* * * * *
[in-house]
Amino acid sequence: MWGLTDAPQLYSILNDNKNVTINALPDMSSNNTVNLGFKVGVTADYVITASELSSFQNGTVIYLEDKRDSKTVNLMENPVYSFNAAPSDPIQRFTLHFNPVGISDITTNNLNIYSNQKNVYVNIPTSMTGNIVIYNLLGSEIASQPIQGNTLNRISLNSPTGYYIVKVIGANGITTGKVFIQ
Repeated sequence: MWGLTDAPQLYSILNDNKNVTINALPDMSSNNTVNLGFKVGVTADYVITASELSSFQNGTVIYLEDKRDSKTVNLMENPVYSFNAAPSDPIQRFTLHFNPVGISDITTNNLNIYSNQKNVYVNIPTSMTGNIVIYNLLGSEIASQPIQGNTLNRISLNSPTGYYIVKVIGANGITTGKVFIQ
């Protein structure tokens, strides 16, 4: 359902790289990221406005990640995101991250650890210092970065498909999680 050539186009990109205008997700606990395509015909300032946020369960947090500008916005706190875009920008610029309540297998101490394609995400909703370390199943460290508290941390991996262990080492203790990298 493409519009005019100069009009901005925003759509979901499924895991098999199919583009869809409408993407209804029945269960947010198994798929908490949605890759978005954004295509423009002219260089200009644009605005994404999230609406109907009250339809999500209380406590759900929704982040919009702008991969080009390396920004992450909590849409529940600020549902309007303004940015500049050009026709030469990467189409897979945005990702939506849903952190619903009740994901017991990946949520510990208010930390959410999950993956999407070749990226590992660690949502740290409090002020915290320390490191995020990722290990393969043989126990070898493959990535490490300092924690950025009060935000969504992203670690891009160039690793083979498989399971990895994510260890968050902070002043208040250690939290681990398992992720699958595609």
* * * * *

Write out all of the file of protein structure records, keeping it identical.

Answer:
[in-house]
Amino acid sequence: MWGLTDAPQLYSILNDNKNVTINALPDMSSNNTVNLGFKVGVTADYVITASELSSFQNGTVIYLEDKRDSKTVNLMENPVYSFNAAPSDPIQRFTLHFNPVGISDITTNNLNIYSNQKNVYVNIPTSMTGNIVIYNLLGSEIASQPIQGNTLNRISLNSPTGYYIVKVIGANGITTGKVFIQ
Repeated sequence: MWGLTDAPQLYSILNDNKNVTINALPDMSSNNTVNLGFKVGVTADYVITASELSSFQNGTVIYLEDKRDSKTVNLMENPVYSFNAAPSDPIQRFTLHFNPVGISDITTNNLNIYSNQKNVYVNIPTSMTGNIVIYNLLGSEIASQPIQGNTLNRISLNSPTGYYIVKVIGANGITTGKVFIQ
């Protein structure tokens, strides 16, 4: 359902790289990221406005990640995101991250650890210092970065498909999680 050539186009990109205008997700606990395509015909300032946020369960947090500008916005706190875009920008610029309540297998101490394609995400909703370390199943460290508290941390991996262990080492203790990298 493409519009005019100069009009901005925003759509979901499924895991098999199919583009869809409408993407209804029945269960947010198994798929908490949605890759978005954004295509423009002219260089200009644009605005994404999230609406109907009250339809999500209380406590759900929704982040919009702008991969080009390396920004992450909590849409529940600020549902309007303004940015500049050009026709030469990467189409897979945005990702939506849903952190619903009740994901017991990946949520510990208010930390959410999950993956999407070749990226590992660690949502740290409090002020915290320390490191995020990722290990393969043989126990070898493959990535490490300092924690950025009060935000969504992203670690891009160039690793083979498989399971990895994510260890968050902070002043208040250690939290681990398992992720699958595609």